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In 2003, Matt Mullenweg and Mike Little created WordPress as a fork of b2. WordPress was born out of a desire for an elegant, well-architectured, personal publishing system, built on PHP and MySQL and licensed under the GPL.

A WordPress Plugin is intended to extend the abilities and functionality of WordPress.

I believe there exists a specific set of plugins, which should be installed immediately.

As far as WordPress is concerned, it shouldn’t matter what order WordPress Plugins are installed. However, I have noticed a natural progression to follow, for every WordPress Website I administer. This natural progression has never let me down.

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These First Five WordPress Plugins, should have very little (if any) effect, on coding or aesthetics of the publicly visible portions, of your WordPress website. Installing these WordPress Plugins, in the order I list them, is the natural progression I follow, for every WordPress Website I administer.

1. Akismet:
Comment spam is a huge problem for blogs. Luckily, the plugin Akismet, by Automattic, comes pre-installed with each WordPress (self-hosted) installation. It is pre-installed, but not activated and I always make sure there isn’t a newer version of Akismet before I activate it.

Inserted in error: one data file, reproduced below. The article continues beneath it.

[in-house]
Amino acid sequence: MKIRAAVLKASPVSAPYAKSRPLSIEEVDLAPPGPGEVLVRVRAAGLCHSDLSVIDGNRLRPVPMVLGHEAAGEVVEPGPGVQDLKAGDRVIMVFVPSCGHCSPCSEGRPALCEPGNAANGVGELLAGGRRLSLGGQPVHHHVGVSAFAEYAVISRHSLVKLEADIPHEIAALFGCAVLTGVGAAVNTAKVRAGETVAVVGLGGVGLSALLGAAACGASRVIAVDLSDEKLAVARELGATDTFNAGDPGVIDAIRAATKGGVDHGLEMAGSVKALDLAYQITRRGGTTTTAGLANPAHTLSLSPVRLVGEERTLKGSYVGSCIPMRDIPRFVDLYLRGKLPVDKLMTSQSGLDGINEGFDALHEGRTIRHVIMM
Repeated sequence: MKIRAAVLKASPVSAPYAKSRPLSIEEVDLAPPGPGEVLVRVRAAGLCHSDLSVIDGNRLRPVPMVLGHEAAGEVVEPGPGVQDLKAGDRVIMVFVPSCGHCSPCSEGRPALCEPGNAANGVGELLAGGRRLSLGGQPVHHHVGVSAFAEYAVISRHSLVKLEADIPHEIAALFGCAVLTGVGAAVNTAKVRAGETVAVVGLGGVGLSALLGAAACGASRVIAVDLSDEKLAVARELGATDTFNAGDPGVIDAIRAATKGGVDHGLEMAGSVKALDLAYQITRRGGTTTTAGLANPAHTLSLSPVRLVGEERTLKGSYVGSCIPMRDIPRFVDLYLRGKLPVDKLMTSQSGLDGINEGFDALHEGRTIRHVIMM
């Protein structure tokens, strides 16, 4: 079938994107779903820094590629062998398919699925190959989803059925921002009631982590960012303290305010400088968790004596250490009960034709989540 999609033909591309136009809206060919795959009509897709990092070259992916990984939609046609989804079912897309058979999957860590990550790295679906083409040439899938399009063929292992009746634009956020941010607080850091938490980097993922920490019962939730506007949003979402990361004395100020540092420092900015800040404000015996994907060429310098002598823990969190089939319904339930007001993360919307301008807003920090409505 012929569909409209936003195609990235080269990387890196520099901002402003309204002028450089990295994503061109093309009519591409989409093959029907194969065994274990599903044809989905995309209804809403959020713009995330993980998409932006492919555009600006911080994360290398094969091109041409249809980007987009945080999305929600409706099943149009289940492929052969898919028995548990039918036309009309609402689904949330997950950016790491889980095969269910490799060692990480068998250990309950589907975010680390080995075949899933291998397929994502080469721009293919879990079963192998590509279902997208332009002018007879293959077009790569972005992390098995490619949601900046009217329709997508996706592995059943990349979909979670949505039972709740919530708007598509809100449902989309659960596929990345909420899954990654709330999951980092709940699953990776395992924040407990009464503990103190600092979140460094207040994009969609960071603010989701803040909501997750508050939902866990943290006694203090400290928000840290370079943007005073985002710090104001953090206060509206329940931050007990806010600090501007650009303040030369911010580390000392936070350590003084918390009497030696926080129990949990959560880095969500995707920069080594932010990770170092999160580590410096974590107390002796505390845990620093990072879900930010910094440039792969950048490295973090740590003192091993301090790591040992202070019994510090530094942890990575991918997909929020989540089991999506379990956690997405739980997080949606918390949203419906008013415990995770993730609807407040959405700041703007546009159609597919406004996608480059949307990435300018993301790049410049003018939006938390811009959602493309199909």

2. Hello Dolly:
While the Hello Dolly WordPress plugin also comes pre-installed, I don’t ever activate it. While I highly respect it’s developer, Matt Mullenweg, and understand why it was developed, I find it quite useless. I leave this WordPress plugin installed, but deactivated.
3. WordPress Importer:
If you ever have to restore a WordPress powered web site, the WordPress Importer plugin, by makes this process easy.
4. Better Plugin Compatibility Control:
I refer to the Better Plugin Compatibility Control WordPress plugin a lot. It helps me keep an eye on which versions of WordPress, specific plugins are compatible with. This information is displayed below the name of each installed (activated or deactivated) plugin, in the plugins section of the WordPress Administration Panel.
5. Categories to Tags Converter:
Inevitably you will need the Categories to Tags Converter, as you add more and more content to your blog. When you determine specific categories should be tags or certain tags should be categories, you’ll be glad developed this plugin.

If your WordPress website was designed and built, using HTML5 and CSS3 valid code, validation should not fail, after the installation of these specific WordPress plugins.

If you need help with your WordPress website, WordPress plugins or HTML5/CSS3 validation, hire a professional to help.